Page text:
Seminal Discoveries That Have Taken Alzheimer's Research in New Directions
Drs. Li and Mucke have made significant, ongoing discoveries that have identified underlying mechanisms of Alzheimer's disease and led to promising new directions for treatment.
Dr. Li, who is a lab head in the Molecular Pharmacology and Chemistry Program at Memorial Sloan-Kettering Cancer Center, has made a number of seminal discoveries about the enzyme gamma-secretase and its role in the pathology of Alzheimer's disease. In a 2000 publication in Nature, his team provided the first compelling biochemical evidence that gamma-secretase activity is triggered by subunits within this complex called presenilin. Presenilins, when mutated, can lead to Alzheimer's disease.
In 2010, his lab reconstituted gamma-secretase and provided proof that presenilin contains the active site for gamma-secretase. This finding provided a unique platform for further study, which is now being done by a number of research teams, of the structure and function of gamma-secretase at both the molecular and atomic levels. Dr. Li's discovery provides further proof that gamma-secretase is a potential target for the development of Alzheimer's treatments.
Dr. Li's primary research focus is now on modulating gamma-secretase activity in order to change the processing of amyloid precursor protein (APP), a protein implicated in the development of Alzheimer's disease, and translating this knowledge into targeted therapies.
As director of the Gladstone Institute of Neurological Disease, Dr. Mucke and his team have made a number of significant discoveries on the mechanisms underlying Alzheimer's disease, and have identified novel therapeutic strategies for blocking these mechanisms. His lab showed that the activities of the proteins amyloid-beta, apoE4 and tau, all of which are known to be involved in Alzheimer's disease, can disturb communication among brain cells. Dr. Mucke's team also discovered that the interactions of these proteins play an early role in disrupting the brain's neural networks. In addition, Dr. Mucke found that some of the over-excitation of neurons known to be an early characteristic of Alzheimer's disease results from the combined actions of amyloid-beta and tau.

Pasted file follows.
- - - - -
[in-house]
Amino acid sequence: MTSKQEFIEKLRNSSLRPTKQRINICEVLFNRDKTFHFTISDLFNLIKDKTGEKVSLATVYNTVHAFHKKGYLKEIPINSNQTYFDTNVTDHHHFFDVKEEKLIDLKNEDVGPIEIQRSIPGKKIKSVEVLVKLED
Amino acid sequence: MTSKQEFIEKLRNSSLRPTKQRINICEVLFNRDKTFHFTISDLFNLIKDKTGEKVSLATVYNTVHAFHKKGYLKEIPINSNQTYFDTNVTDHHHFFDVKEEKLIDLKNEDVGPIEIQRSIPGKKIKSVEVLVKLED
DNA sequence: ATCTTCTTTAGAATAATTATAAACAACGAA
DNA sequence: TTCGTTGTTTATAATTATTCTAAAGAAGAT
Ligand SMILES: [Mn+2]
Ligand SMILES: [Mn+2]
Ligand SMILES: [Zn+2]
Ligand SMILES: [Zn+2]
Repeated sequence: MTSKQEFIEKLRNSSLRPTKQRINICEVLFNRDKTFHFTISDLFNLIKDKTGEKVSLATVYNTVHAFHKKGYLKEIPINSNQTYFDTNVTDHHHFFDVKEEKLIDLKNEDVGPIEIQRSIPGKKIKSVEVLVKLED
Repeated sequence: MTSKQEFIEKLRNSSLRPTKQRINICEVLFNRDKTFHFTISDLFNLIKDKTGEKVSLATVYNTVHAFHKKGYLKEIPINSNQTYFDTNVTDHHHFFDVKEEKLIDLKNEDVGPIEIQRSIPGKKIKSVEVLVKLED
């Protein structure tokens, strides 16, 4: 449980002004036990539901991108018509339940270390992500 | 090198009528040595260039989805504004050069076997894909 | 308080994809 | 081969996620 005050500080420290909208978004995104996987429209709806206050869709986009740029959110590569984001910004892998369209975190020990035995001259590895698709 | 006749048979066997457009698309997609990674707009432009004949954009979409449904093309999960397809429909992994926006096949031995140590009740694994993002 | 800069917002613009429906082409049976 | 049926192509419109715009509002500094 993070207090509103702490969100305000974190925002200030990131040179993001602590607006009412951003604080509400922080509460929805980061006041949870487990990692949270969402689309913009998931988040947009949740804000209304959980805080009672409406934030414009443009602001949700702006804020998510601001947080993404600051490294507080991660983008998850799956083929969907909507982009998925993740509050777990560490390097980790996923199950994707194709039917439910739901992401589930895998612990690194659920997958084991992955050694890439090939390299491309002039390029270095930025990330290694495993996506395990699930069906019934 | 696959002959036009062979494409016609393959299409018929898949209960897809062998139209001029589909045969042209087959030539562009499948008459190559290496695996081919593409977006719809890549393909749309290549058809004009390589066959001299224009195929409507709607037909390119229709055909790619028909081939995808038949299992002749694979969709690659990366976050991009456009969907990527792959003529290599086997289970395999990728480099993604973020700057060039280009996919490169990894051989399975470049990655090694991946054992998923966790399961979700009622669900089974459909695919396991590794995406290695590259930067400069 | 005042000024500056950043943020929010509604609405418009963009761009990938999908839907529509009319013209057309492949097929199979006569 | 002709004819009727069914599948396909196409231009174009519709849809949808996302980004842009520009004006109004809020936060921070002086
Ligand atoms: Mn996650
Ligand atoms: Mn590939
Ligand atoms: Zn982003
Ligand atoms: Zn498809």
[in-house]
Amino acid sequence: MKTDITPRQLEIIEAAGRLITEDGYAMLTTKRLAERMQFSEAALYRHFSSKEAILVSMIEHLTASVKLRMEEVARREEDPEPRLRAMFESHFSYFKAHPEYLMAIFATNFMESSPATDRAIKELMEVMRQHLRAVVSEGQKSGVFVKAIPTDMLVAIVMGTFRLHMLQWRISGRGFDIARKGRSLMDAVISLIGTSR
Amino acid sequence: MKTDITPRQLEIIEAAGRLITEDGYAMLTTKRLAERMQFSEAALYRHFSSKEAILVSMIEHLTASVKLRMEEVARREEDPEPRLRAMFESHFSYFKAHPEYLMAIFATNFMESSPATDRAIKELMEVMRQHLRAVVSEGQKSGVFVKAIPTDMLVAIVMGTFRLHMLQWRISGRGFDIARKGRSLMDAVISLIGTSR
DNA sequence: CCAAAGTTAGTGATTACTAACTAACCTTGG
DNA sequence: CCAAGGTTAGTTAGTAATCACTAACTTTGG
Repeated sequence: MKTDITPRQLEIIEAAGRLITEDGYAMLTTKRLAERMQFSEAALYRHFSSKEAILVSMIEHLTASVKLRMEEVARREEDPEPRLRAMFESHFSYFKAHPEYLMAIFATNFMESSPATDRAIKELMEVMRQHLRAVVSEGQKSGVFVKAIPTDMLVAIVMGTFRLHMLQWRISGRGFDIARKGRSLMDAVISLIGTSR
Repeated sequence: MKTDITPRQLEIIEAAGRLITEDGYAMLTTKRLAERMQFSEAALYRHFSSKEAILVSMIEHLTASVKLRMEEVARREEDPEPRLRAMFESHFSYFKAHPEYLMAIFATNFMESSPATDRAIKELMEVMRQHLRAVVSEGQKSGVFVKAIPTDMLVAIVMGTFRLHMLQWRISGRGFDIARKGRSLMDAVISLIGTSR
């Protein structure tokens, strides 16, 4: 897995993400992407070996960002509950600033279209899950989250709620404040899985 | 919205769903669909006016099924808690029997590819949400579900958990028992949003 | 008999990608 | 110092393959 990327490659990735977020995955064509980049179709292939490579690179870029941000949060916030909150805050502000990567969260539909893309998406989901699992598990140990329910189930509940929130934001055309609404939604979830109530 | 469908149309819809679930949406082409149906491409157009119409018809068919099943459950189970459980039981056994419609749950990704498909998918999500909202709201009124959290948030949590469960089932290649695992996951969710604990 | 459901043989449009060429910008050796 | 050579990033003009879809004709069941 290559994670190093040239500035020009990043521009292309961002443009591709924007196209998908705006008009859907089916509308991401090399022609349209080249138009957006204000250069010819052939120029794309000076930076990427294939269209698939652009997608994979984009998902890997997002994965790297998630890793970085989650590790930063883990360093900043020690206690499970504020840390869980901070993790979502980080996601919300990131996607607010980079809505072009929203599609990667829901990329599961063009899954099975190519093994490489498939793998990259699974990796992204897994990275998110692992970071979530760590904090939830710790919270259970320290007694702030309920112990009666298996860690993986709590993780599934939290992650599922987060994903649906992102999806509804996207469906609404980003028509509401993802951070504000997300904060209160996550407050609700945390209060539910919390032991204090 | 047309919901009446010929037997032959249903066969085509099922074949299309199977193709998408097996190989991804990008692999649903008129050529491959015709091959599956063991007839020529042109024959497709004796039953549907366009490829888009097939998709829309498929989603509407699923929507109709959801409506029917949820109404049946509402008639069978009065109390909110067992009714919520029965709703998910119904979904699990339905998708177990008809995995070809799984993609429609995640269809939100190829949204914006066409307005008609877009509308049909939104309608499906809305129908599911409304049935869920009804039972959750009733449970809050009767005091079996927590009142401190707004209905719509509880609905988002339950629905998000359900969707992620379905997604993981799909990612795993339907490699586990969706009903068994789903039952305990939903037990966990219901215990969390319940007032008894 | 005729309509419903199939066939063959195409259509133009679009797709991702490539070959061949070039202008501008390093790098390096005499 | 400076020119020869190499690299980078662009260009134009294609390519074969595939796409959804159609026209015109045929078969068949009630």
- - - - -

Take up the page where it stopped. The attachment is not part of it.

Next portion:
These results led Dr. Mucke to initiate experiments to determine whether blocking abnormal network activity could be a potential therapeutic strategy. This has proven to be an area of great promise in drug discovery.
Dr. Mucke's current emphasis is on the role of DNA damage and aging-related factors in cognition, and on turning his lab's latest findings into potential treatments.
For additional background on the award recipients, visit: http://www.
About MetLife Foundation
MetLife Foundation was established in 1976 by MetLife to carry on its long tradition of corporate contributions and community involvement. For over 25 years, MetLife and MetLife Foundation have invested more than $20 million for Alzheimer's research and public information programs, including over $13 million through the Awards for Medical Research in Alzheimer's Disease program. The Foundation has also supported a number of major initiatives, including the PBS documentary The Forgetting: A Portrait of Alzheimer's; short pocket films on Alzheimer's narrated by David Hyde-Pierce; an educational initiative with the National Institute on Aging's Alzheimer's Disease Centers; the film Alzheimer's Disease: Facing the Facts; and initiatives that include caregiving videos, Alzheimer's toolkits and resources for the Hispanic community.